It’s been quite some time since Gerad Way has published any kind of ongoing comic series. The last one he did was The True Lives of the Fabulous Killjoys, co-written with Shaun Simon, and that was back in 2013. So, the world of comics was in need of his return. He’d been teasing the third volume of The Umbrella Academy for years now, and it was beginning to look like we’d never see another ongoing series from him again. Then came DC’s announcement of the Young Animal imprint, spearheaded by Way himself. Along with the imprint would be his first ongoing series in ages, a reboot of Doom Patrol. The big question is: was his return to comics worth the wait? Answer: yes. In volume 1 of Doom Patrol, Way reintroduces readers to the unconventional team of heroes through the lens of Casey Brinke, an EMS driver who is drawn into a series of weird circumstances when she finds the broken body of Robotman. Casey and the other members of the team must outwit a bunch of aliens who want control of a magic, sentient van that can create life. So, basically, it’s a pretty typical subject matter for a Gerard Way comic.
The good news is that Doom Patrol is really good. The first issue is a bit offputting, especially to people unfamiliar with the property. But once the second issue starts, things begin to fall into place and mesh into a story that’s both engaging and action packed as well as emotional and moving. With Doom Patrol, Gerard Way reminds us of why he’s such a welcome voice in the comics industry. The main storyline revolves around Casey Brinke’s journey into this world, and her reactions as she remembers who she is and what her part in this whole story is. Way was smart to have her be the audience’s way into the story, as it works both for people who are familiar with the original runs and for those who have never read an issue of Doom Patrol in their lives.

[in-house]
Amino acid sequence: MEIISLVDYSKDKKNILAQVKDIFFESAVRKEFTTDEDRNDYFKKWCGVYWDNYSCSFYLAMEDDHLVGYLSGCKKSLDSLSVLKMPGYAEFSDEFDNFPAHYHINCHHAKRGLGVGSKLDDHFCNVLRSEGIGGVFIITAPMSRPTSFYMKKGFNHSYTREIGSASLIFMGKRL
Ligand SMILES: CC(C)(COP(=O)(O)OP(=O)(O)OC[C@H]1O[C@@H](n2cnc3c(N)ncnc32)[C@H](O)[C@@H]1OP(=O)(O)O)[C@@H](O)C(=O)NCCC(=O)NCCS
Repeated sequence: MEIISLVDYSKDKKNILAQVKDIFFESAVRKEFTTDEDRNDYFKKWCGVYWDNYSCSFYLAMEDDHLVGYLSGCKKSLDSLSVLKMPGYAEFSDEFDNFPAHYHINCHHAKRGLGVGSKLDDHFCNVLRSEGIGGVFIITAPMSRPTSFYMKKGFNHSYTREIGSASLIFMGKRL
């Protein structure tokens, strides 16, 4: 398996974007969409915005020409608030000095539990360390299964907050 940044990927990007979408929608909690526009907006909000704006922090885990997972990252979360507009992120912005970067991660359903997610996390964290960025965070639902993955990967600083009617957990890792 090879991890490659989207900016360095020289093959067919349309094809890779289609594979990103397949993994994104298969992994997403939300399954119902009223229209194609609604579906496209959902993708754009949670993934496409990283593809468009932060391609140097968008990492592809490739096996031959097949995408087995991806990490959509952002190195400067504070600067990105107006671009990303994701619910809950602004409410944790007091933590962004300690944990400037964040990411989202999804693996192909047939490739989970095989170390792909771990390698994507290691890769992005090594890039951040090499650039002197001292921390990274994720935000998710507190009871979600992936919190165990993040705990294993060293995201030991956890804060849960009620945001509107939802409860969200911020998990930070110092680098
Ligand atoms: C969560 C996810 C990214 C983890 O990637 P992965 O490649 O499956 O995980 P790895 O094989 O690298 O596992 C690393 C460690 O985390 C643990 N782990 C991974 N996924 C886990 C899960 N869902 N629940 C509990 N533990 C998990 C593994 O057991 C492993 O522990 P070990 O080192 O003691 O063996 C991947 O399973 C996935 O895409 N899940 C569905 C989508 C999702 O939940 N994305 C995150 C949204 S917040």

Like all of Way’s stories, each character has a well developed and consistent personality throughout the series. Where he suffers, as always, is the plot. It’s not a bad plot, by any means, but he often strays from it and his conclusions almost never fully live up to their setups. It’s not a major problem; it’s not like the conclusion to this arc is bad – it’s quite good. But it’s not as good as it could be, and that tends to be the case with all of Way’s comics. It’s as though he writes himself into a corner and can’t quite get himself out, so he pulls something out of his hat and it doesn’t quite work the way he thinks or hopes it will. The benefit of this story, however, is that there’s the promise of much more story to come. Since this is an ongoing comic, instead of a limited series, the audience has more time with the characters to look forward to, and that’s the book’s best strength.
Alongside Way’s remarkable character writing comes wonderful artwork from Nick Derrington. He has a style that’s unique to the book but works perfectly. Each character has a well distinguished, well thought out design that makes sense for who they are what the character needs. The facial expressions are spot on and he’s great with background work. His artwork is easily the best aspect of the book.
Overall, Doom Patrol, Volume 1 is a good read. It’s enjoyable, full of interesting characters, and lined with good artwork.
I give it four out of five wands.